As one of the youngest journalists in the Balkans newsroom, I started to work for Aljazeera in 2011. During my first 6 months, we were trying to learn Aljazeera’s new style of reporting and practice in journalism using new software and programs with the aim to make the best news for 20 million people in the Western Balkans region.One of the first tasks was going out on the street and asking people if they had ever heard of Aljazeera and what they thought of Aljazeera’s reporting style.
A woman in her 50s said: “Aljazeera is coming. Well, tell them they should be prepared. We also have a great military”.It was obvious she did not have any idea what exactly Aljazeera was. Instead of that, I suppose, she thought of Al-Qaida.My first impression was “All that glitters is not gold”. In this case that would be- if some organization has a name starting with “A”- it is not always Al-Qaeda, and “J” is not Jihad. In a post conflict region such as the Western Balkans, I believe regional media such as Aljazeera Balkans, has done more on the reconciliation process than officials in the last 25 years.For the first time after the war in ex-Yugoslavian countries, my television crew tried to prepare objective, accurate, and clear news for a diverse audience by giving them broader perspectives and confirmed sources. Unfortunately, for many Serbs and Croats in my country of Catholic or Christian orthodox religious background, Aljazeera presented a “TV channel shaped by Muslim authorities”.When I try to explain why I like to be part of this international media outlet, I repeat Aljazeera’s moto: “ Giving the voice of the voiceless.
”This sentence, the highlight of our reporting, is at the root of my belief that dialogue and communication is essential for reshaping my country into a democratic, progressive part of the EU.I believe media is not a channel for fighting terrorism; media is just our mirror, obviously shaped by our stories and our thoughts. My Humphrey year brought an unexpected surprise on the very first weekend in Phoenix. During the celebration of the 19th amendment, 97 years since women in the U.S. won the right to vote, I saw more than 20 women run for different offices— from the school board to the Senate. One of them, Deedra Abboud, is a Muslim woman—and is running for Senate. I researched her, asking myself how hard it is for a woman, most of all a Muslim woman, to be a Democratic candidate in a typically Republican state such as Arizona.I found the headline: “ Meet the Muslim, pro-gun Democrat who’s running for a Senate seat in Arizona” at AJ+, the sister company to Aljazeera Media Network.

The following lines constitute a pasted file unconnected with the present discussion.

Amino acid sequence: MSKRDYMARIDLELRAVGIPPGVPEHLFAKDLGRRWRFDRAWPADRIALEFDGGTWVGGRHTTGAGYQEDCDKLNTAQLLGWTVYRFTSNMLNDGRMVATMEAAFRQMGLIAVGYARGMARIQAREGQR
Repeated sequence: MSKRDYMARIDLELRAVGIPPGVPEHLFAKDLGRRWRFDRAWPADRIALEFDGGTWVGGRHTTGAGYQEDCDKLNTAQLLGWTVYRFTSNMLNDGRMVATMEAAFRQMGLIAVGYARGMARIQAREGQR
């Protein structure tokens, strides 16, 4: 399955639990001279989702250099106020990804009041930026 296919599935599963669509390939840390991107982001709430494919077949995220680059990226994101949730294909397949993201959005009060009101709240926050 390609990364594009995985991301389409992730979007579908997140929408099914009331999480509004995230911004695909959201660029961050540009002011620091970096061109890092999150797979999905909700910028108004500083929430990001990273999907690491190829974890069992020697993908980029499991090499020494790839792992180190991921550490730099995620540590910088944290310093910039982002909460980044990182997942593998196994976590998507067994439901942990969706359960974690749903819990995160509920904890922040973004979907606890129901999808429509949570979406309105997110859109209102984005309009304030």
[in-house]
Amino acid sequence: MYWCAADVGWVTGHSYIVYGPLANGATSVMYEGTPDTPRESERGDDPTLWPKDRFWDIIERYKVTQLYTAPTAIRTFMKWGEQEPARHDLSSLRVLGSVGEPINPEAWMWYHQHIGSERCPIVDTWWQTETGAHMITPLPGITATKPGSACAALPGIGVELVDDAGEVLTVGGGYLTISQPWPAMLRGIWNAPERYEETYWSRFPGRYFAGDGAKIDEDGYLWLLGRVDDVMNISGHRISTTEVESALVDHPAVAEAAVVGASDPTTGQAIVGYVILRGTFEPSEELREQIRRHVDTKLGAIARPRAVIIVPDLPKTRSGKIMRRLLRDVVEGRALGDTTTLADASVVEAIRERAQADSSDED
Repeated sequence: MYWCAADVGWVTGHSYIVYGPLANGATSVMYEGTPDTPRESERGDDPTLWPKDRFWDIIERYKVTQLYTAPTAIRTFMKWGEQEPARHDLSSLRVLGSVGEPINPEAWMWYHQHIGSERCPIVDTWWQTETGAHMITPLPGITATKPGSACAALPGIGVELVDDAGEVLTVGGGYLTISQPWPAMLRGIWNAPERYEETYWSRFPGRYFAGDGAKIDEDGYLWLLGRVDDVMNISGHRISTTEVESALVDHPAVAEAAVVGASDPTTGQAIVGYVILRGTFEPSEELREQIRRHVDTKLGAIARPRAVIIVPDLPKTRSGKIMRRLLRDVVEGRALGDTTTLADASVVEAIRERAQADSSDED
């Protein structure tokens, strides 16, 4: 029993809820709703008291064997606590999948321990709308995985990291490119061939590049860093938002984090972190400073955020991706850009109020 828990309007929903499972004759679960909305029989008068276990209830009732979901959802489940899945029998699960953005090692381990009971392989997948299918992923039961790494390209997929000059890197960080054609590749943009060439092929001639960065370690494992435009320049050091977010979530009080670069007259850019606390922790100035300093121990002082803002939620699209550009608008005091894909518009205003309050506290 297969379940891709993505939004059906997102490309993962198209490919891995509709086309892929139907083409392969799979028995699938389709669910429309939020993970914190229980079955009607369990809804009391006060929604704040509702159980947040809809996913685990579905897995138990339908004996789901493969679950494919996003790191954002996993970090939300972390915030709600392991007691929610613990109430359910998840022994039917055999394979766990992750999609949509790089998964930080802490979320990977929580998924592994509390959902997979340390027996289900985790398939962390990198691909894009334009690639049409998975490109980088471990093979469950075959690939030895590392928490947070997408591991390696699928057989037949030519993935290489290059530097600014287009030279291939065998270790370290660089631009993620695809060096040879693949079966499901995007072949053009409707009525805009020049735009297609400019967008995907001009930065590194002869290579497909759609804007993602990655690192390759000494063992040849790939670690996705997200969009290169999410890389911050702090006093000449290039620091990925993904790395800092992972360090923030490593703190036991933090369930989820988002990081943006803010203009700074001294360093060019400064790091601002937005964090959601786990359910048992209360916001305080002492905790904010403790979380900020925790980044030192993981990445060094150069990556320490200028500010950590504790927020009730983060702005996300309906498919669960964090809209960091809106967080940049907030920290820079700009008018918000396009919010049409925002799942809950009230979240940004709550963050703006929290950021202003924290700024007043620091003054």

Abboud said, “Muslim issues have been demonized, dehumanized and misinformation has been profitable. I am getting to go out and talk to people. Women’s issues, Muslim’s issues, but people of color’s issues, healthcare issues, education, internet privacy…” I was thinking all day about her words. In my mind suddenly came the idea that American society deals with a lot of issues in their country with different perspectives and possible solutions.However, terrorism should not be “ ours” or “ theirs”—it does not recognize barriers and boundaries. Terrorism does not choose just white or just black people; it doesn’t attack men and skip women.Terrorism—in every single case, in every country, in every education system, government…in every house, church, mosque, etc.—must be solved with a better understanding, dialogue and peaceful negotiation. Dialogue is a key.